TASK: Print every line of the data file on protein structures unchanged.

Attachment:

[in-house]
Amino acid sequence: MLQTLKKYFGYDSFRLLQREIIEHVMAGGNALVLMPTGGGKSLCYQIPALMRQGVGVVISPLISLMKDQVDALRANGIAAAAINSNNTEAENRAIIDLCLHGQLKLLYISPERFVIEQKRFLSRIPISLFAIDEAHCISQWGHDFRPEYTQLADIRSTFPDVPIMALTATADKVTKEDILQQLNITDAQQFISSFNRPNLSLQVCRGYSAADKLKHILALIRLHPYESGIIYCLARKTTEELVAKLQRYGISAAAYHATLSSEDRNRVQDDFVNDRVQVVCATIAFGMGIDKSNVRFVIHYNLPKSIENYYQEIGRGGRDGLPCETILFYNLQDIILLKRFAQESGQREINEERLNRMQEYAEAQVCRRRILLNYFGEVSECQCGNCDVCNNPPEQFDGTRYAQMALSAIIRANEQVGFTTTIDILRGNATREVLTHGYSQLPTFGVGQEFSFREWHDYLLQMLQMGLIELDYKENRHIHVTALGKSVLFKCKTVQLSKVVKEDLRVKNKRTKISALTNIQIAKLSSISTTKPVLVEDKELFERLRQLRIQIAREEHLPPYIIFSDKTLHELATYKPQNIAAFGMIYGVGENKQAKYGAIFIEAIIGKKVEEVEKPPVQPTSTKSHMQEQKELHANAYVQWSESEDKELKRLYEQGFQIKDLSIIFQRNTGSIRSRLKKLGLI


[in-house]
Amino acid sequence: MLQTLKKYFGYDSFRLLQREIIEHVMAGGNALVLMPTGGGKSLCYQIPALMRQGVGVVISPLISLMKDQVDALRANGIAAAAINSNNTEAENRAIIDLCLHGQLKLLYISPERFVIEQKRFLSRIPISLFAIDEAHCISQWGHDFRPEYTQLADIRSTFPDVPIMALTATADKVTKEDILQQLNITDAQQFISSFNRPNLSLQVCRGYSAADKLKHILALIRLHPYESGIIYCLARKTTEELVAKLQRYGISAAAYHATLSSEDRNRVQDDFVNDRVQVVCATIAFGMGIDKSNVRFVIHYNLPKSIENYYQEIGRGGRDGLPCETILFYNLQDIILLKRFAQESGQREINEERLNRMQEYAEAQVCRRRILLNYFGEVSECQCGNCDVCNNPPEQFDGTRYAQMALSAIIRANEQVGFTTTIDILRGNATREVLTHGYSQLPTFGVGQEFSFREWHDYLLQMLQMGLIELDYKENRHIHVTALGKSVLFKCKTVQLSKVVKEDLRVKNKRTKISALTNIQIAKLSSISTTKPVLVEDKELFERLRQLRIQIAREEHLPPYIIFSDKTLHELATYKPQNIAAFGMIYGVGENKQAKYGAIFIEAIIGKKVEEVEKPPVQPTSTKSHMQEQKELHANAYVQWSESEDKELKRLYEQGFQIKDLSIIFQRNTGSIRSRLKKLGLI